Will corn, chicken and Champagne scuttle a US-EU trade deal?

WASHINGTON — When trade representatives visit me to discuss biotechnology products, often the first thing I do is eat a genetically modified kernel of corn from my farm in New Hartford, Iowa, to show that American biotechnology products are safe for consumers.

In Europe, this wouldnt be possible. As a World Trade Organization panel found, the European Union unduly delays approvals for U.S. agricultural biotechnology. Remarkably, the delays take place even after EU scientists conclude the products at issue are safe. As trade discussions between the United States and the EU move forward, European trade representatives must come to the table on agriculture.

European leaders continually claim that their consumers dont want biotechnology products. With no concrete scientific evidence to support their claims about safety, the EU is simply denying consumers the right to decide what products they want to buy for their families. But biotechnology isnt the only problematic issue.

The EU has blocked the importation of U.S. chickens since 1997 because they are treated with antimicrobial baths. However, the EU allows the importation and sale of vegetables that have undergone the same treatment. This double standard doesnt make sense to me, and it wouldnt make sense to American poultry farmers if a trade deal was made that didnt address this glaring inconsistency.

Unfortunately, the EUs insistence on excluding agriculture from trade talks doesnt come as a surprise. There have been countless tariff and non-tariff barriers imposed on American agricultural products over the past two decades.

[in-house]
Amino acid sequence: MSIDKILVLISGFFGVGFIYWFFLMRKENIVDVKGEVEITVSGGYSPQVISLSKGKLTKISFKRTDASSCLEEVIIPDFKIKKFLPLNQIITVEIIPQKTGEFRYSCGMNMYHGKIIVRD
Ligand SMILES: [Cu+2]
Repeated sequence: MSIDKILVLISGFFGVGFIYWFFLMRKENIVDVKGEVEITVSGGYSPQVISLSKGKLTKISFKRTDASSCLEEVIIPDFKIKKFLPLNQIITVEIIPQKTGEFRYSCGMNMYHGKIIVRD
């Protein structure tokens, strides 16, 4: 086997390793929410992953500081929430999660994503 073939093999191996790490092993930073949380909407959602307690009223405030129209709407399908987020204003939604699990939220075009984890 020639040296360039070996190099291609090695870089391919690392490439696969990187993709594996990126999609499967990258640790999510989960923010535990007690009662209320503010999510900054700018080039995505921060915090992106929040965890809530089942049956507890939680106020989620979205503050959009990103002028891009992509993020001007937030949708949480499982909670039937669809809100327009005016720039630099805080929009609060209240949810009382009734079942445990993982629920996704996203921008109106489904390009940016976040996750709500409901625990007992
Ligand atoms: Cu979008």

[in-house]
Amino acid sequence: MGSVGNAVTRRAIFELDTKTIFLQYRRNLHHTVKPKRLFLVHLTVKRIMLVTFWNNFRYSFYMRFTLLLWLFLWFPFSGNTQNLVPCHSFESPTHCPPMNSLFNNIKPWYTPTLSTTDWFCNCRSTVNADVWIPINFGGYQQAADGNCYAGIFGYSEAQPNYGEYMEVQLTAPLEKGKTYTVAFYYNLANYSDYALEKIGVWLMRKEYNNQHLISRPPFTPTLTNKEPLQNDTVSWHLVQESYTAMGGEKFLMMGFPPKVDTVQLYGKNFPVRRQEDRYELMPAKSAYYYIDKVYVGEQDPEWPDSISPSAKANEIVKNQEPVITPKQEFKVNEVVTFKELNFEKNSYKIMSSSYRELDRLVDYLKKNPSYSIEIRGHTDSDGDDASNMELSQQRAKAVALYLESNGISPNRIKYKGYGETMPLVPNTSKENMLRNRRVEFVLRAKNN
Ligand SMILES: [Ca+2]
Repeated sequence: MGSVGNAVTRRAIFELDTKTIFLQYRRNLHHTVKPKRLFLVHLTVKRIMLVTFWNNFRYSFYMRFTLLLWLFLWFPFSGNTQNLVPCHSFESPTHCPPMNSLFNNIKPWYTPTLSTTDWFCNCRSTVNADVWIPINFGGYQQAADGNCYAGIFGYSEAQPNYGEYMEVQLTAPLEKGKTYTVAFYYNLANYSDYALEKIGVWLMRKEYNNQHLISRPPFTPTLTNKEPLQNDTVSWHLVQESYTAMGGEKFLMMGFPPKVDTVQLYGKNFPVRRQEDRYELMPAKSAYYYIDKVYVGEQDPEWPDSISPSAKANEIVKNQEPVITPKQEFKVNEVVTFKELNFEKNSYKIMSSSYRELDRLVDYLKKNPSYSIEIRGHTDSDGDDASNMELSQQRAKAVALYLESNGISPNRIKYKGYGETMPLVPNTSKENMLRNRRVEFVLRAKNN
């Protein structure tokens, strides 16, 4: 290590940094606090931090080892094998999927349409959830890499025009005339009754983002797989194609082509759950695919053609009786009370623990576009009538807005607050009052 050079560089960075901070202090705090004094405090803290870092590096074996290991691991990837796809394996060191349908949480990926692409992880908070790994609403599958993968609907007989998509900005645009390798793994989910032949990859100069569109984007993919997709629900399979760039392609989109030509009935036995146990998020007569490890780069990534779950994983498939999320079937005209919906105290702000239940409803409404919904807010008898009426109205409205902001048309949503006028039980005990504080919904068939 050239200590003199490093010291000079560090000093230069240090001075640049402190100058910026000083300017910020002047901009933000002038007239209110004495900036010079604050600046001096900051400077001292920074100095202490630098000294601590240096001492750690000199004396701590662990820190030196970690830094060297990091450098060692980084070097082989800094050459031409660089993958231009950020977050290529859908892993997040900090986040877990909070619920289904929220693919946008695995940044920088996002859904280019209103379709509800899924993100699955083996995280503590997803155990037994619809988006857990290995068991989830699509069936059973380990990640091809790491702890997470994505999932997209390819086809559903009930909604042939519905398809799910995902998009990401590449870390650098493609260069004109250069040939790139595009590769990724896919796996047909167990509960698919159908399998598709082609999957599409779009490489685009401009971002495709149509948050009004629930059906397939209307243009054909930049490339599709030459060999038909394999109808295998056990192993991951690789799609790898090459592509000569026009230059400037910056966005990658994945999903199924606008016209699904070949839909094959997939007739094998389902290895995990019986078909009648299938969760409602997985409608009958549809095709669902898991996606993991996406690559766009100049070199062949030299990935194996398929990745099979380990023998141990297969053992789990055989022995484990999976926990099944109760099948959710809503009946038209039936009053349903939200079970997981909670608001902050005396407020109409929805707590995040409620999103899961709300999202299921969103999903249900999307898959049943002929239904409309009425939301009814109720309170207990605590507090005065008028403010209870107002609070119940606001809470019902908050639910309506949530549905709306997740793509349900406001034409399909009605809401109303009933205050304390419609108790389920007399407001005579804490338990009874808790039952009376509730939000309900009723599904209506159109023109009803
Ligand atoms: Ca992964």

The decisions made in any bilateral agreement between the U.S. and EU affect economies around the world. With so much at stake, its important to get it right.

For example, the EU has sought to exclude U.S. agricultural products from European and third-country markets through the use of labeling rules known as geographical indications that prevent products from carrying names such as “Champagne” or “Parmesan” that originated in specific regions but are now in common use. By preventing U.S. agriculture producers from using commonly accepted names, geographical indications impede the ability of U.S. producers to market their products abroad.

Last week, I met with the EUs new ambassador to the U.S., Stavros Lambrinidis. Our discussion centered on trade, specifically agricultural trade. The EU recently approved its negotiating mandates for a trade agreement with the U.S. Notably, the bloc wants to exclude agriculture from the deal. Thats a nonstarter. Members of Congress — Republican and Democrat, House and Senate — have voiced strong opposition to any agreement that doesnt include agriculture.

Since any deal negotiated needs to be approved by Congress, the question needs to be asked: Why should U.S. President Donald Trumps administration pursue a deal that seems unlikely to pass in Congress?

The U.S. and the EU have enjoyed a special relationship for decades. The EU bloc of 28 member countries is the U.S.s largest trading partner, with more than $1 trillion in trade in 2017. In fact, its the largest bilateral trade and investment relationship in the world.

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